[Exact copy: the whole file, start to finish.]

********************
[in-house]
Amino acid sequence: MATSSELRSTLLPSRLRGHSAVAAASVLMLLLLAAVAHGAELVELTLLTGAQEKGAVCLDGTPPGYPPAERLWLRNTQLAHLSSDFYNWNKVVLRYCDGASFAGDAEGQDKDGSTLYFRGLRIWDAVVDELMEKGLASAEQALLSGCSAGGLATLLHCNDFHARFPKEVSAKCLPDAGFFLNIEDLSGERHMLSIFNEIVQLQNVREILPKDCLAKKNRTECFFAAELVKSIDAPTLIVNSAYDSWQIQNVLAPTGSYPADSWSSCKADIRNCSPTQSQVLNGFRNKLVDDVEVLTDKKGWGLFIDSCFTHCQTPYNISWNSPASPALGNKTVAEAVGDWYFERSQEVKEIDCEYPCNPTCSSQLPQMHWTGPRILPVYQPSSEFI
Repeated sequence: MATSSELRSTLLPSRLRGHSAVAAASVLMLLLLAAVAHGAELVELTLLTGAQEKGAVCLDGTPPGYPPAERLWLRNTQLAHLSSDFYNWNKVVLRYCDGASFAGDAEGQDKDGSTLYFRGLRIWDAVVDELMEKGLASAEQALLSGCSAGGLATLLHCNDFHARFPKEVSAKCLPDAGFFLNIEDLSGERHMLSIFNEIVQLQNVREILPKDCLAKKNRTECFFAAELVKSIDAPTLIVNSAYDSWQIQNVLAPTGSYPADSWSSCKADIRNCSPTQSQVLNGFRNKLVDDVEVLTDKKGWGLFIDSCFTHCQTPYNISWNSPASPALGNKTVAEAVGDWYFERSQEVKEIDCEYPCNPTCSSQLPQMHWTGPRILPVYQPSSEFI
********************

[in-house]
Amino acid sequence: MATSSELRSTLLPSRLRGHSAVAAASVLMLLLLAAVAHGAELVELTLLTGAQEKGAVCLDGTPPGYPPAERLWLRNTQLAHLSSDFYNWNKVVLRYCDGASFAGDAEGQDKDGSTLYFRGLRIWDAVVDELMEKGLASAEQALLSGCSAGGLATLLHCNDFHARFPKEVSAKCLPDAGFFLNIEDLSGERHMLSIFNEIVQLQNVREILPKDCLAKKNRTECFFAAELVKSIDAPTLIVNSAYDSWQIQNVLAPTGSYPADSWSSCKADIRNCSPTQSQVLNGFRNKLVDDVEVLTDKKGWGLFIDSCFTHCQTPYNISWNSPASPALGNKTVAEAVGDWYFERSQEVKEIDCEYPCNPTCSSQLPQMHWTGPRILPVYQPSSEFI
Repeated sequence: MATSSELRSTLLPSRLRGHSAVAAASVLMLLLLAAVAHGAELVELTLLTGAQEKGAVCLDGTPPGYPPAERLWLRNTQLAHLSSDFYNWNKVVLRYCDGASFAGDAEGQDKDGSTLYFRGLRIWDAVVDELMEKGLASAEQALLSGCSAGGLATLLHCNDFHARFPKEVSAKCLPDAGFFLNIEDLSGERHMLSIFNEIVQLQNVREILPKDCLAKKNRTECFFAAELVKSIDAPTLIVNSAYDSWQIQNVLAPTGSYPADSWSSCKADIRNCSPTQSQVLNGFRNKLVDDVEVLTDKKGWGLFIDSCFTHCQTPYNISWNSPASPALGNKTVAEAVGDWYFERSQEVKEIDCEYPCNPTCSSQLPQMHWTGPRILPVYQPSSEFI